Are Investors Losing Confidence in the Bull Market?

All good things eventually come to an end: That appears to be the current strategy among fund managers these days. With the impressive bull market in stocks turning 5 years old this year, investors are raising cash positions and lowering risk-taking.

According to Bank of America Merrill Lynch’s latest fund manager survey, average cash levels reached 5 percent of portfolios in May, the highest level since June 2012 and up from 4.8 percent in April. Meanwhile, a net 22 percent of fund mangers took below-normal levels of risk compared to just 11 percent a month earlier. Respondents to the global survey are confident about the world economy and corporate performance, but doubts remain about the pace of growth.

“Investors are showing belief in the economy, but with two big question marks: Are we on the brink of a disruptive event? And why, at this point in the cycle, isn’t this recovery stronger?” said Michael Hartnett, chief investment strategist at Bank of America, in a press release. A total of 218 panelists with almost $600 billion in assets under management participated in the survey in early May.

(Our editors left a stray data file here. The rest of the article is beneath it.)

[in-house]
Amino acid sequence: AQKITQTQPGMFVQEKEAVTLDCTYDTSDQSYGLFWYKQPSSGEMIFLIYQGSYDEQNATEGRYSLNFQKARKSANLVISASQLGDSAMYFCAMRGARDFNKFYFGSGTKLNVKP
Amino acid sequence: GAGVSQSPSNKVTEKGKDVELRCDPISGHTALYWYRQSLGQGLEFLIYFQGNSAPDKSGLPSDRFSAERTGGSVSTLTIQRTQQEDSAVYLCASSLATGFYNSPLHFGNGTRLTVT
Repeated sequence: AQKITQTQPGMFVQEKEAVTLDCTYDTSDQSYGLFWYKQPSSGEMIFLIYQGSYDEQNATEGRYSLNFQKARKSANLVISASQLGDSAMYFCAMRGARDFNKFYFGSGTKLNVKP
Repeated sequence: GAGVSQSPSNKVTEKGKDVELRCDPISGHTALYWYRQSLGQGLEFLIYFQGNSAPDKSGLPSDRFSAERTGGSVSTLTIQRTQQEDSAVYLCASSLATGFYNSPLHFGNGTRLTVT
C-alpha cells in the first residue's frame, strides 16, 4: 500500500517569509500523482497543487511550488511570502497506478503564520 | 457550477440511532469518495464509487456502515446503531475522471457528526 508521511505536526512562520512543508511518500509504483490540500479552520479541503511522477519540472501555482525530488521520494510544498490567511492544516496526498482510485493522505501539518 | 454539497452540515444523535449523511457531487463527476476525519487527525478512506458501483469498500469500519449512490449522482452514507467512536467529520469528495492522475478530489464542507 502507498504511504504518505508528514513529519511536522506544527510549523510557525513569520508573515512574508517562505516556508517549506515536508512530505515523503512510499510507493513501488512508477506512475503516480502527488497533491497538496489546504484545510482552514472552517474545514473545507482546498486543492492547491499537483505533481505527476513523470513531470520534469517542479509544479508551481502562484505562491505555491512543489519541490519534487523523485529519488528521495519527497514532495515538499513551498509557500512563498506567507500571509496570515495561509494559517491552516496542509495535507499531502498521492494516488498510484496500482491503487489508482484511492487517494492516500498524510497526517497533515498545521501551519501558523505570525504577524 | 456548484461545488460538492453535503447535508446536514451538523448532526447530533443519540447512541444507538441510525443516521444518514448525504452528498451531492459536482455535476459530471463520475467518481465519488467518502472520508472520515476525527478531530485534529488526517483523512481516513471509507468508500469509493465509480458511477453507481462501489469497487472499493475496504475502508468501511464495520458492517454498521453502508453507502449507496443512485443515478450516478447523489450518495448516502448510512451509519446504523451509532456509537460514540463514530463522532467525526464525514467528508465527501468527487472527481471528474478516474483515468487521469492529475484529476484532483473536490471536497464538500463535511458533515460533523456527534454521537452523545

While the major U.S. indexes continue to make new record highs, there is clearly a shift taking place among the sectors. The survey found that a net 15 percent of investors increased their allocations toward more defensive sectors such as utilities and energy. On the other hand, a net 14 percent of investors reduced positions in banks, and a net 8 percent cut positions in technology.

The U.S. is the least-favored region, with a net 18 percent of fund mangers saying it’s the region they most want to underweight, which is double the net 9 percent only a month earlier. Interestingly, Europe is the region most in favor. A net 28 percent say it’s the region they most want to overweight over the next year. That is up from a net 23 percent in April, and a net 14 percent of investors believe European equities are undervalued. However, respondents say the euro is the most overvalued currency.

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